Estradiol benzoate/progesterone

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Estradiol benzoate/progesterone
Estradiol benzoate.svg
Progesterone.svg
Combination of
Estradiol benzoateEstrogen
ProgesteroneProgestogen
Clinical data
Trade namesClinomin Forte, Duogynon, Lutrogen, Sistocyclin, Vermagest, others
Other namesEB/P4
Routes of
administration
Intramuscular injection (oil solution, aqueous suspension)
ATC code
Identifiers
CAS Number
PubChem CID
ChemSpider
UNII

Estradiol benzoate/progesterone (EB/P4), sold under the brand names Duogynon and Sistocyclin among others, is a combination medication of estradiol benzoate (EB), an estrogen, and progesterone (P4), a progestogen.[1][2][3] It has been formulated both as short-acting oil solutions and long-acting microcrystalline aqueous suspensions and is given by injection into muscle either once or continuously at regular intervals.[4][5]

EB/P4 was one of the first combined estrogen and progestogen medications to be introduced for medical use.[6] It was first marketed in Germany as an oil solution in 1950.[6] Microcrystalline EB/P4 in aqueous suspension was developed and marketed under the brand name Sistocyclin several years later.[6] EB/P4 was eventually superseded by longer-acting parenteral estrogen–progestogen combinations as well as by oral estrogen–progestogen combinations.[6]

Medical uses[edit]

EB/P4 has been used to treat menstrual disorders such as secondary amenorrhea and menstrual irregularity,[4][5] as a form of emergency contraception within 48 hours of sexual intercourse,[7][8] and as a test for pregnancy.[4][5] In the form of a microcrystalline aqueous suspension, EB/P4 has particularly been used to treat functional uterine bleeding.[9][10]

EB/P4 has been studied in the treatment of breast cancer in women and found to be effective.[11][12][13]

Available forms[edit]

EB/P4 is or has been available for use by intramuscular injection both in the form of short-acting oil solutions (e.g., Duogynon, Lutrogen) and long-acting microcrystalline aqueous suspensions (e.g., Clinomin Forte, Sistocyclin).[4][5] [14] These are provided as ampoules, with the oil-solution ampoules containing 2–3 mg EB and 12.5–50 mg progesterone and the aqueous-suspension ampoules containing 10 mg EB and 200 mg progesterone.[4] The crystal sizes in microcrystalline EB/P4 in aqueous suspension (Sistocyclin) are 0.01 to 0.02 mm for EB crystals and 0.02 to 0.1 mm for P4 crystals.[15][16][17] An oil-solution ampoule containing 30 mg EB and 30 mg P4 (brand name Vermagest) is used as an injectable emergency contraceptive.[18][7][8] Clinomin Forte is an aqueous suspension of EB/P4 that additionally contains lidocaine and remains available today.[19]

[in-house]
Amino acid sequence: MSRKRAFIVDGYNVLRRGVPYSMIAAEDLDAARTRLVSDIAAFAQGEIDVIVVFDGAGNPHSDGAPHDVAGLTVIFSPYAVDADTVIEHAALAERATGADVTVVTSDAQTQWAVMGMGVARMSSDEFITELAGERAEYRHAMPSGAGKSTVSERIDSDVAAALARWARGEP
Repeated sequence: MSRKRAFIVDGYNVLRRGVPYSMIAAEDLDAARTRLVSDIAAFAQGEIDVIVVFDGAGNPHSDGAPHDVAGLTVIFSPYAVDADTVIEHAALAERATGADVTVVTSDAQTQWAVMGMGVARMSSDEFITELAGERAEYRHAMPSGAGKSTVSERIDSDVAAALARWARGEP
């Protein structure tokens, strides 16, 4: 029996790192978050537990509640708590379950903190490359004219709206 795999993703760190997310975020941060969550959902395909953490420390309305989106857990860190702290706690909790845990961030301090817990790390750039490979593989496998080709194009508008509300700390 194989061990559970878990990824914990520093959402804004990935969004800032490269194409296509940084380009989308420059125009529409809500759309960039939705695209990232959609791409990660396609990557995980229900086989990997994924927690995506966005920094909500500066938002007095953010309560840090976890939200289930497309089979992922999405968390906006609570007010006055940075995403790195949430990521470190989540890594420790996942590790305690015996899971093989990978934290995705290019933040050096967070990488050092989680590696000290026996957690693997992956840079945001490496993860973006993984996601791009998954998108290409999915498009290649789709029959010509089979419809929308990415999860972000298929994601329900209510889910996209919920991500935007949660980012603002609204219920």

Side effects[edit]

Pharmacology[edit]

Pharmacodynamics[edit]

EB is an estrogen, or an agonist of the estrogen receptors, the biological target of estrogens like endogenous estradiol.[20] It is an estradiol ester and prodrug of estradiol with a longer duration of action than estradiol when administered by intramuscular injection in oil solution or aqueous suspension.[20] P4 is a progestogen, or an agonist of the progesterone receptors, the biological target of progestogens like endogenous progesterone.[20]

The full endometrial transformation dosage of EB/P4 in oil solution is 1 to 2 mg EB and 20 to 25 mg P4 by intramuscular injection daily for 10 to 14 days, whereas the full endometrial transformation dosage of EB/P4 in microcrystalline aqueous suspension is a single intramuscular injection of 10 mg EB and 200 mg P4.[6] For comparison, the full endometrial transformation dosage of estradiol valerate and hydroxyprogesterone caproate in oil solution (brand name Gravibinon) is a single intramuscular injection of 10 mg estradiol valerate and 250 to 375 mg hydroxyprogesterone caproate.[6] Endometrial transformation normally occurs during the luteal phase of the menstrual cycle; it is induced by endogenous progesterone following adequate priming by endogenous estradiol.[21]

The decidua (pregnancy-type endometrium) induction dosage of EB/P4 in oil solution is 2 to 5 mg EB and 20 to 100 mg P4 by intramuscular injection daily for 5 to 7 weeks, whereas the decidua induction dosage of EB/P4 in microcrystalline aqueous suspension is 10 to 20 mg EB and 200 to 250 mg P4 in microcrystalline aqueous suspension by intramuscular injection once per week for about 6 weeks.[6] For comparison, the decidua induction dosage of estradiol valerate and hydroxyprogesterone caproate in oil solution is about the same as that of microcrystalline EB/P4 in aqueous suspension.[6] The decidua induction dosages of estrogen and progestogen combinations are pseudopregnancy dosages.[6]

Pharmacokinetics[edit]

EB/P4 is administered by intramuscular injection a single time or continuously at regular intervals, depending on the indication.[4][5][22] Amorphous EB/P4 in oil solution (e.g., Duogynon, Lutrogen) is reported to have a duration of action of 2 days in terms of the progestogen component, and hence is a short-acting preparation, whereas microcrystalline EB/P4 in aqueous suspension (e.g., Sistocyclin) has a duration of 10 to 12 days, and hence is a long-acting preparation.[22][5] A study found that a single intramuscular injection of 10 mg microcrystalline EB in aqueous suspension with a 0.05 mm crystal size (similar to that in Sistocyclin) resulted in a maximal 7-fold increase in estradiol excretion on the 2nd day after injection and maintained elevated estradiol excretion for 17 days.[16][17]